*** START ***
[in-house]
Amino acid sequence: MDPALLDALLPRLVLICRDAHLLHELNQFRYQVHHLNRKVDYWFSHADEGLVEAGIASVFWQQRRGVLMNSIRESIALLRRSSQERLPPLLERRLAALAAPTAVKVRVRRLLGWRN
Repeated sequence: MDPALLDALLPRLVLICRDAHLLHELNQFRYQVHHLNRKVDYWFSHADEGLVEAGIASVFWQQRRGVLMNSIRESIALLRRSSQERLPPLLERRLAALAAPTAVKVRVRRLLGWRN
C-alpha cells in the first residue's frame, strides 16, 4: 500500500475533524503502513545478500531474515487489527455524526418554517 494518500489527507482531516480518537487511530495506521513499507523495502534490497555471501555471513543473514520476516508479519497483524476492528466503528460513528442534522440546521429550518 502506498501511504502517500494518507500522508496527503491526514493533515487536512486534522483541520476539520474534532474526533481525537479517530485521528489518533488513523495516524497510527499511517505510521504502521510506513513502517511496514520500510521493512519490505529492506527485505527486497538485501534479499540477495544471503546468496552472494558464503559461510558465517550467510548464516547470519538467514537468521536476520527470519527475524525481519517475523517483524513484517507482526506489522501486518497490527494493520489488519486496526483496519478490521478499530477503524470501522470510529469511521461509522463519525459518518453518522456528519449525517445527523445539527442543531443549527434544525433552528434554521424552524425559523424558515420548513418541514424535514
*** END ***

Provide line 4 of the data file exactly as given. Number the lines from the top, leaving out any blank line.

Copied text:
C-alpha cells in the first residue's frame, strides 16, 4: 500500500475533524503502513545478500531474515487489527455524526418554517 494518500489527507482531516480518537487511530495506521513499507523495502534490497555471501555471513543473514520476516508479519497483524476492528466503528460513528442534522440546521429550518 502506498501511504502517500494518507500522508496527503491526514493533515487536512486534522483541520476539520474534532474526533481525537479517530485521528489518533488513523495516524497510527499511517505510521504502521510506513513502517511496514520500510521493512519490505529492506527485505527486497538485501534479499540477495544471503546468496552472494558464503559461510558465517550467510548464516547470519538467514537468521536476520527470519527475524525481519517475523517483524513484517507482526506489522501486518497490527494493520489488519486496526483496519478490521478499530477503524470501522470510529469511521461509522463519525459518518453518522456528519449525517445527523445539527442543531443549527434544525433552528434554521424552524425559523424558515420548513418541514424535514